You’ve Been Hacked!

Earlier this week, a subgroup of the hackers @Anonymous, AntiSec, claims to have hacked the FBI and publicized 1 million UDIDs (a Unique Device Identifier) of Apple products.

They claim to have obtained this information from FBI cybersecurity agent Christopher K. Stangl’s laptop, which allegedly contained a database of over 12 million iPhone and iPad private information.

The FBI and Apple have denied that they are working together to infringe on the privacy of millions of Apple users. The FBI claims their laptop was never hacked and that they never had the capacity to do so.

But some are questioning Anonymous’ motive behind this alleged hack (as they probably should). Did Anonymous hack Apple and blame the FBI to fit their narrative? It’s possible, but I tend to believe this was not the case.

I strongly believe we should follow the money or follow the people who have the most to gain from a 12 million-user database; With an increased police state and more access to information for the average American citizen, governments and authority figures have been trying to limit our access to information. They’ve tried to stifle access to information from campaigning against net neutrality to trying to pass anti-information legislation like PIPA, SOPA and CISPA.

The government and corporations like Apple have much more to gain from access to our private information — Apple gets to sell us products based on our unique information and the government keeps tabs on us with information we willingly give them through social media.

By the way, this tweet from @AnonymousIRC is very telling of the dangers social media at times. Many people have been wary of Facebook as an arm of the FBI and possibly the CIA. After seeing this tweet, I think I will be deleting my Facebook account from my iPhone… I guess this is the kind of life we’re all stuck with now.

Either the government allegedly has access to our private information or a group of hackers allegedly released our information publicly to prove a point. Either way we’re screwed.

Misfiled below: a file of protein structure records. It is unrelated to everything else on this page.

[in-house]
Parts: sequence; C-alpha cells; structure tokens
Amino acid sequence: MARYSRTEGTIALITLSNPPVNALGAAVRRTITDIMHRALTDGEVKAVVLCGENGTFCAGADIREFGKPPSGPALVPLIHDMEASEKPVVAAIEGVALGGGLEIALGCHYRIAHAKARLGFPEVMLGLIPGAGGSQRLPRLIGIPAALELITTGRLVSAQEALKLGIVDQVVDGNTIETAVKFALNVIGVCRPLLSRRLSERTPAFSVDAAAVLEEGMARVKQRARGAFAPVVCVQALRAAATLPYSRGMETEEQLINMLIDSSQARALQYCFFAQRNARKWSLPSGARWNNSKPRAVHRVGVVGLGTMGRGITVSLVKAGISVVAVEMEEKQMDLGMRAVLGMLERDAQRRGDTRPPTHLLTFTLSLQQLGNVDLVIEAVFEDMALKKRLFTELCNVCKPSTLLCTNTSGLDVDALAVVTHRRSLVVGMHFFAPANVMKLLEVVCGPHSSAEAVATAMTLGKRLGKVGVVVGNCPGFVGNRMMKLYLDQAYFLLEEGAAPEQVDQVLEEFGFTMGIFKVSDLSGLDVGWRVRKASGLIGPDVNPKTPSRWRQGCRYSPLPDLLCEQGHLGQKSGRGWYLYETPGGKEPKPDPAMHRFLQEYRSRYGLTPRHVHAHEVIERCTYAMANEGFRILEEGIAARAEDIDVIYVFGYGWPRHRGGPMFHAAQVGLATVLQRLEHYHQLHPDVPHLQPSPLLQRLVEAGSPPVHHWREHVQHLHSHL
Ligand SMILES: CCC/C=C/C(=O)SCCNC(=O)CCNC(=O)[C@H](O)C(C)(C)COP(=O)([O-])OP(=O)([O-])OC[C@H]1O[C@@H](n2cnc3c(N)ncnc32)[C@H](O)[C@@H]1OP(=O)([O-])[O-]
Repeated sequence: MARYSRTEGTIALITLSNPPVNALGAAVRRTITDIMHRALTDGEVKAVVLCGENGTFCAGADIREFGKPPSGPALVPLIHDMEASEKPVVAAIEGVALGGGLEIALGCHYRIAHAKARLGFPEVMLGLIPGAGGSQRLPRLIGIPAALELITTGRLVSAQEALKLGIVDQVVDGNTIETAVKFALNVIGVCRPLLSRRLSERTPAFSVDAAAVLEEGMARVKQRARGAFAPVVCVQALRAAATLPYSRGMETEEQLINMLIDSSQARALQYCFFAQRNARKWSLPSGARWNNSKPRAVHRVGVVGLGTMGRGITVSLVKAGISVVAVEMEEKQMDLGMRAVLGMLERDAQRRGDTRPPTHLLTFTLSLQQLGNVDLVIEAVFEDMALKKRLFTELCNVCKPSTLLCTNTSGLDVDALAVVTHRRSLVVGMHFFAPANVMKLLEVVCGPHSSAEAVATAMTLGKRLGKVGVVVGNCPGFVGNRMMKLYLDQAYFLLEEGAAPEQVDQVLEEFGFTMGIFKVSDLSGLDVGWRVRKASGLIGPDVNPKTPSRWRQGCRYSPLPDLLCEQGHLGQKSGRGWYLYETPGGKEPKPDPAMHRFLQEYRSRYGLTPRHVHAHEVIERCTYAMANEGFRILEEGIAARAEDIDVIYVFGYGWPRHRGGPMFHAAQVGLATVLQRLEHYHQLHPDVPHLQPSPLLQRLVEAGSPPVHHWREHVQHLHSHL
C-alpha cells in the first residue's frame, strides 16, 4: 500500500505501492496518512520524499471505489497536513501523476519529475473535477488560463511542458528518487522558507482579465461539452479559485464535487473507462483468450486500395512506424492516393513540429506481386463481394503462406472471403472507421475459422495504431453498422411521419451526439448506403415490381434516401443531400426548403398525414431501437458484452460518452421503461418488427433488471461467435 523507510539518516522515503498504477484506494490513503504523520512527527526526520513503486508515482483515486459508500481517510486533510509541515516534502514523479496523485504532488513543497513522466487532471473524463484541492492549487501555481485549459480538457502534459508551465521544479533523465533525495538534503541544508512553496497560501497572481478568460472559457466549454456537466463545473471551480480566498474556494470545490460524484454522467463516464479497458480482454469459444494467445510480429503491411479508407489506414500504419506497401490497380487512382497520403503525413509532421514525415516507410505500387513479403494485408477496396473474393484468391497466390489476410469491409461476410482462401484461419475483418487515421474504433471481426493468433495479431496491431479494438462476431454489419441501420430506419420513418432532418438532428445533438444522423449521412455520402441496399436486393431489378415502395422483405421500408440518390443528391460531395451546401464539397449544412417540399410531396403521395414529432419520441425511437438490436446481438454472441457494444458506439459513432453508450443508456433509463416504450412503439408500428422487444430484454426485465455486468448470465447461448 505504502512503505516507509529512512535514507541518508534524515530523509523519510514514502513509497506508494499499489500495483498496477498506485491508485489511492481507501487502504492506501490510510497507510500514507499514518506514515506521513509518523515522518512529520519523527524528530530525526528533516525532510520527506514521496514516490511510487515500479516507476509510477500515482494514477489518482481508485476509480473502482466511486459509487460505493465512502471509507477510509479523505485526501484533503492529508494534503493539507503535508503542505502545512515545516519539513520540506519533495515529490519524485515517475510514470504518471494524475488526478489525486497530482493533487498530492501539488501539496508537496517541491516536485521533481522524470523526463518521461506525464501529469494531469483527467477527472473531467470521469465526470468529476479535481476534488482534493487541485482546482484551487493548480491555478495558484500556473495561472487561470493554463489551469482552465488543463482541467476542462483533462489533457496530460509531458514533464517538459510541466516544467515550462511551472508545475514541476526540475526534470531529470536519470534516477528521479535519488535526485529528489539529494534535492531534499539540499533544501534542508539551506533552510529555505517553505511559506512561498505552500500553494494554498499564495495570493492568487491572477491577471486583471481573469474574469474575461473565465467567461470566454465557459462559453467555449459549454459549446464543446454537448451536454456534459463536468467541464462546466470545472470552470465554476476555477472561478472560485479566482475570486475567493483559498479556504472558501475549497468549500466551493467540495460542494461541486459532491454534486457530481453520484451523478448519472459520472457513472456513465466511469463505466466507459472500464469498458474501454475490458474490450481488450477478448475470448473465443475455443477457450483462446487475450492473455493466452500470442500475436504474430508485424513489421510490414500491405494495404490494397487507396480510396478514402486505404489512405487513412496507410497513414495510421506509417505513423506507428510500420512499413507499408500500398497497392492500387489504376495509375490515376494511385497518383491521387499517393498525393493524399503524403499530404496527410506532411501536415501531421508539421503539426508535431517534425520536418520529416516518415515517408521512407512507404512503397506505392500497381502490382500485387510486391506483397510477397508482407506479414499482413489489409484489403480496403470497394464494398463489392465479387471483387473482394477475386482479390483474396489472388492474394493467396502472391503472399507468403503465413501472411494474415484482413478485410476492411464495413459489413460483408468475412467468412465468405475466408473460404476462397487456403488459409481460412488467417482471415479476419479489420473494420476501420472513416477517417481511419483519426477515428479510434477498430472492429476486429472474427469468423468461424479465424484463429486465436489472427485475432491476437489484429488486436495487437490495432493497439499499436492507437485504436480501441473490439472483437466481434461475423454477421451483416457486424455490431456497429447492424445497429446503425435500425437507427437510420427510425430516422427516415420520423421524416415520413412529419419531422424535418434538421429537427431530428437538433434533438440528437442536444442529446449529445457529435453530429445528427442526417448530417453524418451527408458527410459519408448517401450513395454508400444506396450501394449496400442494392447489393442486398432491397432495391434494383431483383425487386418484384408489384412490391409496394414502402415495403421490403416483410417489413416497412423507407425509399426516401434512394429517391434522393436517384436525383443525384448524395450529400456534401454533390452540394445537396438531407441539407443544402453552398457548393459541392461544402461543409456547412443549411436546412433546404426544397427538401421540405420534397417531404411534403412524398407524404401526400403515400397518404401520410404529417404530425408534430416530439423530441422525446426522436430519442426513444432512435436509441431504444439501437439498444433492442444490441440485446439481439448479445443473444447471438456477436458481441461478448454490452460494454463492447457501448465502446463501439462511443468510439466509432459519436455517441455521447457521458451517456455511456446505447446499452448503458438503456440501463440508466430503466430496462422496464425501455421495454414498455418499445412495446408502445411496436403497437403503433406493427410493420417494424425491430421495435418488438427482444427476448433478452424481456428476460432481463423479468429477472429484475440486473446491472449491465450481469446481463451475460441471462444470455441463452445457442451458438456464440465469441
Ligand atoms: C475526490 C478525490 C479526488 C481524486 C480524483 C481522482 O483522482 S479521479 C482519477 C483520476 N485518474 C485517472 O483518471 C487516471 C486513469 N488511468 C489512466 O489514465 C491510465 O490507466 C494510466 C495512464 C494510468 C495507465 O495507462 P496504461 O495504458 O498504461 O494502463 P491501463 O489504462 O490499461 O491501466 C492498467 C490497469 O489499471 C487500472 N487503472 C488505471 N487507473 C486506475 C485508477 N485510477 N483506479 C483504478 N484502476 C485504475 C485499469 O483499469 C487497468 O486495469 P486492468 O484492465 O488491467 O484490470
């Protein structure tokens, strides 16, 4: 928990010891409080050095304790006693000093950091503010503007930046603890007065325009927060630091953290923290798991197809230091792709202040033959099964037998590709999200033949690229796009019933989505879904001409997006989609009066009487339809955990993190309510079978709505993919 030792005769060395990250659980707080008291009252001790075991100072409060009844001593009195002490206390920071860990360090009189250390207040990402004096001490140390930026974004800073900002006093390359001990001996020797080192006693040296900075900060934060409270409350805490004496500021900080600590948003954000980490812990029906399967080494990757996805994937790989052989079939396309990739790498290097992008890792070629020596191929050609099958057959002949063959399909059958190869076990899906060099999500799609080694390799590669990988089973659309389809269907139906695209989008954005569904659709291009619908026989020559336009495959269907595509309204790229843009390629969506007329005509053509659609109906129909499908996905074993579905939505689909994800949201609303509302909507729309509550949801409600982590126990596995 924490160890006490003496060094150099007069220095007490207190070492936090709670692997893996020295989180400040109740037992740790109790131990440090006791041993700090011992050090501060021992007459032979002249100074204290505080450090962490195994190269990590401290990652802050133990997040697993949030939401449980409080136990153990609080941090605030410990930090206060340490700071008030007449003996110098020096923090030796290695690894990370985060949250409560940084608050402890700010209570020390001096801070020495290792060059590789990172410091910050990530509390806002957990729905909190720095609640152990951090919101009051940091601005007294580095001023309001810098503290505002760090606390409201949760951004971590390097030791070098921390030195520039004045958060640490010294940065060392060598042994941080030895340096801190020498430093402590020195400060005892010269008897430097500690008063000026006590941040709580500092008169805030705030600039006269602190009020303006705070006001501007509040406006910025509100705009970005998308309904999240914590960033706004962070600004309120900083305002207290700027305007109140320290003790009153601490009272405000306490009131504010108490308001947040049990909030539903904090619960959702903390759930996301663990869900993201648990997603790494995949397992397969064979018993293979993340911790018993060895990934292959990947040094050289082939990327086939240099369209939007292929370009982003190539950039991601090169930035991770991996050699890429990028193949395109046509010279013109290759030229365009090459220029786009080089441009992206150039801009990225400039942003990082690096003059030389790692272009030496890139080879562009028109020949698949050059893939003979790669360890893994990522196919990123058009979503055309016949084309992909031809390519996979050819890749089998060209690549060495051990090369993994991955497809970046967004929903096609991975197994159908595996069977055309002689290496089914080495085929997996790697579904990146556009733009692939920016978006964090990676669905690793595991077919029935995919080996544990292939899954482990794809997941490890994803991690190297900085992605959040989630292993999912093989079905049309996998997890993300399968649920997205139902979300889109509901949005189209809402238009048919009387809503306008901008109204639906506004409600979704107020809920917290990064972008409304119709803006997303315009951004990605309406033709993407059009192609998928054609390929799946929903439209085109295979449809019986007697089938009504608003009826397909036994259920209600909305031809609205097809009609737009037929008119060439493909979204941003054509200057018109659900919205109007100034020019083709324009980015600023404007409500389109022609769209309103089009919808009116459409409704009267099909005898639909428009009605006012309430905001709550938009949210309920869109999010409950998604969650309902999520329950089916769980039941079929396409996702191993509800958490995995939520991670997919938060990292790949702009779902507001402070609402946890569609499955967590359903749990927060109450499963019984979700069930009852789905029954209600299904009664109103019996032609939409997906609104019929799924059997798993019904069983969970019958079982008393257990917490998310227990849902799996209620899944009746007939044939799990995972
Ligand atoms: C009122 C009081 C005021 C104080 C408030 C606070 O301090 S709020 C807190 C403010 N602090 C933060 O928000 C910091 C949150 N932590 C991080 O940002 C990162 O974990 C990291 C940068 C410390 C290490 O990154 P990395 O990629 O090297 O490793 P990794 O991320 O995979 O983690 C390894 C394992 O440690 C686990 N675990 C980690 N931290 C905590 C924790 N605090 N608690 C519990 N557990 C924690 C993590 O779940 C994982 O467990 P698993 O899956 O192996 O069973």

Courtesy of Twitter.com

Below are some tweets from Anonymous members. Click here to check and see if your information has been compromised. It will probably take a long time to find out, but it’s also worth the effort. Happy sailings!

Here’s how to check if your Apple device UDID has been compromised by the #AntiSec leak | tnw.to/g4Lq | #YAN | #Anonymous | #FBI

— Anonymous (@YourAnonNews) September 4, 2012

People whose UDID was on the list released by AntiSec might want to compare their installed apps. A common culprit might be found.

— AnonymousIRC (@AnonymousIRC) September 4, 2012

#Apple denies being in cahoots with #FBI after #Anonymous steals 12M UDIDs | pulse.me/s/cZG6B | #YAN

— Anonymous (@YourAnonNews) September 6, 2012

Apple fanboys, give us one good reason Apple would want to patent remotely disabling phone cameras? We’re waiting. ( zdnet.com/apple-patent-c…)

— Anonymous (@YourAnonNews) September 6, 2012

@youranonnews Maintaining a secure facility. I worked at an automotive design center once, and phones with cameras were banned.

— Jim Schmidt (@zaren) September 6, 2012

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